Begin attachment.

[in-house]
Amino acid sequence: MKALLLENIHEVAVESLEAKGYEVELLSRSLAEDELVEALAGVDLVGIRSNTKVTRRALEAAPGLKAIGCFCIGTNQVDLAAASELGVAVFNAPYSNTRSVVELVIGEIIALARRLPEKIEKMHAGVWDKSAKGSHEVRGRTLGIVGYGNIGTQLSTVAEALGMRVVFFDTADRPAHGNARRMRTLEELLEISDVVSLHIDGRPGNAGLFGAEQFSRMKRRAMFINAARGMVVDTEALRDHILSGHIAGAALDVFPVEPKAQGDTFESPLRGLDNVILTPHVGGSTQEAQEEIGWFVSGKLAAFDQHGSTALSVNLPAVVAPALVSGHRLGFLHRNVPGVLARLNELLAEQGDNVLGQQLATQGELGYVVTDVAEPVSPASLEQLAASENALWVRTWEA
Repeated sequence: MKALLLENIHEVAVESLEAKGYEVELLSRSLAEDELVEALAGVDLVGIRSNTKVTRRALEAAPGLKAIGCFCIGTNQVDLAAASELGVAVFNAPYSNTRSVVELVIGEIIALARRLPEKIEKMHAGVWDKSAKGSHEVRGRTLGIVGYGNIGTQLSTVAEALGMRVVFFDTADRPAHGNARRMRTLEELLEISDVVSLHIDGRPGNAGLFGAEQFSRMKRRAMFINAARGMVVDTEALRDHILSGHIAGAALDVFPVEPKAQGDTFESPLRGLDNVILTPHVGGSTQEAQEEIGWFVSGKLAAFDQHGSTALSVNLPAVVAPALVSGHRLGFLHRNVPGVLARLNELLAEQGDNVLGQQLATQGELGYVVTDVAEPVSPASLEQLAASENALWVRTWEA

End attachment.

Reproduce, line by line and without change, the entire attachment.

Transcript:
[in-house]
Amino acid sequence: MKALLLENIHEVAVESLEAKGYEVELLSRSLAEDELVEALAGVDLVGIRSNTKVTRRALEAAPGLKAIGCFCIGTNQVDLAAASELGVAVFNAPYSNTRSVVELVIGEIIALARRLPEKIEKMHAGVWDKSAKGSHEVRGRTLGIVGYGNIGTQLSTVAEALGMRVVFFDTADRPAHGNARRMRTLEELLEISDVVSLHIDGRPGNAGLFGAEQFSRMKRRAMFINAARGMVVDTEALRDHILSGHIAGAALDVFPVEPKAQGDTFESPLRGLDNVILTPHVGGSTQEAQEEIGWFVSGKLAAFDQHGSTALSVNLPAVVAPALVSGHRLGFLHRNVPGVLARLNELLAEQGDNVLGQQLATQGELGYVVTDVAEPVSPASLEQLAASENALWVRTWEA
Repeated sequence: MKALLLENIHEVAVESLEAKGYEVELLSRSLAEDELVEALAGVDLVGIRSNTKVTRRALEAAPGLKAIGCFCIGTNQVDLAAASELGVAVFNAPYSNTRSVVELVIGEIIALARRLPEKIEKMHAGVWDKSAKGSHEVRGRTLGIVGYGNIGTQLSTVAEALGMRVVFFDTADRPAHGNARRMRTLEELLEISDVVSLHIDGRPGNAGLFGAEQFSRMKRRAMFINAARGMVVDTEALRDHILSGHIAGAALDVFPVEPKAQGDTFESPLRGLDNVILTPHVGGSTQEAQEEIGWFVSGKLAAFDQHGSTALSVNLPAVVAPALVSGHRLGFLHRNVPGVLARLNELLAEQGDNVLGQQLATQGELGYVVTDVAEPVSPASLEQLAASENALWVRTWEA